Attention skinny people—you may get dementia. That’s the finding from a study of more than 2 million people that looked at the relationship between body mass index (BMI) in middle age and dementia later in life. This study has gotten a lot of press because it found, essentially, that the thinner you are, the greater your dementia risk…which goes against what most people might think and implies that there’s no need to worry about staying trim.

Before you break out the cheesecake to celebrate, though, let’s take a closer look.


The researchers used a health-care database from a network of primary-care practices in the United Kingdom to find height/weight measurements on people aged 40 and older. They followed these people until they either left the network, were diagnosed with any form of dementia or died.

The result was more than a little surprising: Dementia risk decreased with each bump up in BMI. People who were underweight (BMI 20 or lower in this study, or under 139 pounds for a 5’10” tall person) had a 34% higher risk than average of developing dementia over 20 years than average—maybe not so surprising, since being underweight is obviously not a healthy thing to be. But then the higher that people went up on the weight spectrum, the lower their risk for dementia became, and that seemed downright odd. At the far end of the weight scale, those who were morbidly obese in midlife, with a BMI of 40 or higher (279 pounds for a 5’10” person) had a 29% lower risk for dementia than average. Crazy, huh? As one headline put it, “Being Fat Lowers Dementia Risk In Middle And Old Age, Contradicting Everything We Thought We Knew.”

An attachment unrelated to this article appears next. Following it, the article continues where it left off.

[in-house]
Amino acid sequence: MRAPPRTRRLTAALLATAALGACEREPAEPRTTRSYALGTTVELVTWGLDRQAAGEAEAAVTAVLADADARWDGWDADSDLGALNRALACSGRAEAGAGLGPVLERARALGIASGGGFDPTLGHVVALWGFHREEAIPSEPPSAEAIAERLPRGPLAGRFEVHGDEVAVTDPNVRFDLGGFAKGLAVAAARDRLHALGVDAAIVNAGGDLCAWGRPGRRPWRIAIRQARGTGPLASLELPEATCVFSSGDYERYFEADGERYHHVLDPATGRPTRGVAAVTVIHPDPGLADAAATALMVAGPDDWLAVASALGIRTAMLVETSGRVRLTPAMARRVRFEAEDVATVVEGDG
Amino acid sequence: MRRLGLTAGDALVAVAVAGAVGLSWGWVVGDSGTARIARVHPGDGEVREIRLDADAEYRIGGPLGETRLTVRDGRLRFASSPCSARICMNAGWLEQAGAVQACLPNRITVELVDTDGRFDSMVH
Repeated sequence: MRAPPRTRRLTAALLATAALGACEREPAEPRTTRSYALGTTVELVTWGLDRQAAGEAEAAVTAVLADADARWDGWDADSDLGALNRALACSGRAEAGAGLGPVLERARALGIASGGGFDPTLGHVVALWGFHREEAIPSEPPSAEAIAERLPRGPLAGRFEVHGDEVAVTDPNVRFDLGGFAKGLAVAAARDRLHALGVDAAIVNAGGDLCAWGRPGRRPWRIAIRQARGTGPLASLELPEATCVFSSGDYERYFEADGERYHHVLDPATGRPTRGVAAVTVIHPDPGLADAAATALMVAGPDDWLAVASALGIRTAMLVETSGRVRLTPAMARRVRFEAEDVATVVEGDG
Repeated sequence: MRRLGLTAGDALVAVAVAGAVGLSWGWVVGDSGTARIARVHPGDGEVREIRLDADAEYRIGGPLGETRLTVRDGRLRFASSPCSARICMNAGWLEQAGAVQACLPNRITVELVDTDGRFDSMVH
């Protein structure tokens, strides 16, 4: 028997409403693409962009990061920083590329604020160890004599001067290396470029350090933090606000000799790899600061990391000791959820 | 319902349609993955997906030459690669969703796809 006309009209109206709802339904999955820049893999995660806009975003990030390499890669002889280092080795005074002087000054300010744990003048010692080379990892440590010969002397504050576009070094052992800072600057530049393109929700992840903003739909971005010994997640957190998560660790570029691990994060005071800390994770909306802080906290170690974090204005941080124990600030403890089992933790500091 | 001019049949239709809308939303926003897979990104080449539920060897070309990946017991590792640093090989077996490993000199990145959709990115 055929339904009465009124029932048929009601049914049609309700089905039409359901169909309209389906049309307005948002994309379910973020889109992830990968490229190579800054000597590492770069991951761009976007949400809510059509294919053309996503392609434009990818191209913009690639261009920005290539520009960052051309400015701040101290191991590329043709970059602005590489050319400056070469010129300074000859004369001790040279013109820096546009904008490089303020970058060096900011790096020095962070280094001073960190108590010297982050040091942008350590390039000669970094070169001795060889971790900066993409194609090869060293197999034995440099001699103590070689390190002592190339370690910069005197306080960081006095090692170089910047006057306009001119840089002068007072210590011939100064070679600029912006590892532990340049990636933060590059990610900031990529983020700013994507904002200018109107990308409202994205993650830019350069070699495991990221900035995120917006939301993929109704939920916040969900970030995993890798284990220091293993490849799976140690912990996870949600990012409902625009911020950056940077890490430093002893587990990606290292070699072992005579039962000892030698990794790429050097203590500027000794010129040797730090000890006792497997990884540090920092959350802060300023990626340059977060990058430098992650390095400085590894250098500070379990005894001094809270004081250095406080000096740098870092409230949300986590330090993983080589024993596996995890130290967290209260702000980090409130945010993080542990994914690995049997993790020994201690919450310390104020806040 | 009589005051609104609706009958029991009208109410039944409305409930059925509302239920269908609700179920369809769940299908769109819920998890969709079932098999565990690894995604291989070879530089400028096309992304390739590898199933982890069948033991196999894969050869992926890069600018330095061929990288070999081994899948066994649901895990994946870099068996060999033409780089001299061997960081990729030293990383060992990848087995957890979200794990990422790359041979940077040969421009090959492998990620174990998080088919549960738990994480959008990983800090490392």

To help us figure this out, we interviewed Deborah Gustafson, PhD, a professor of neurology at SUNY Downstate Medical Center in Brooklyn, New York and the University of Gothenburg in Sweden. Dr. Gustafson, who was not involved with the UK study, has done extensive research on the risk factors for cognitive decline and was among the first to study the relationship between body weight and dementia.

Regarding the new study, she was, like us…skeptical.


Like all observational studies, the UK weight study has some inherent limitations. While these kinds of studies are valuable for pointing researchers toward associations, they can’t show cause and effect. Beyond this general limitation, though, Dr. Gustafson had specific concerns about this particular study’s methods…

• It included mixed age groups. You had to be 40 or older to be included, but there was no upper limit. Some people were 80 years old when their baseline info was recorded. (No matter how you slice it, being 80 isn’t middle-aged.) So it’s hard to draw conclusions from this data about how weight in middle age affects dementia risk when you’re older. “During midlife, a person normally gains weight,” explains Dr. Gustafson. “At around 65 or 70 years old, a person typically loses skeletal muscle and gains fat, but overall, BMI tends to decrease.” Mixing up data from these two very different stages of life, she says, means “the study is not going to work.”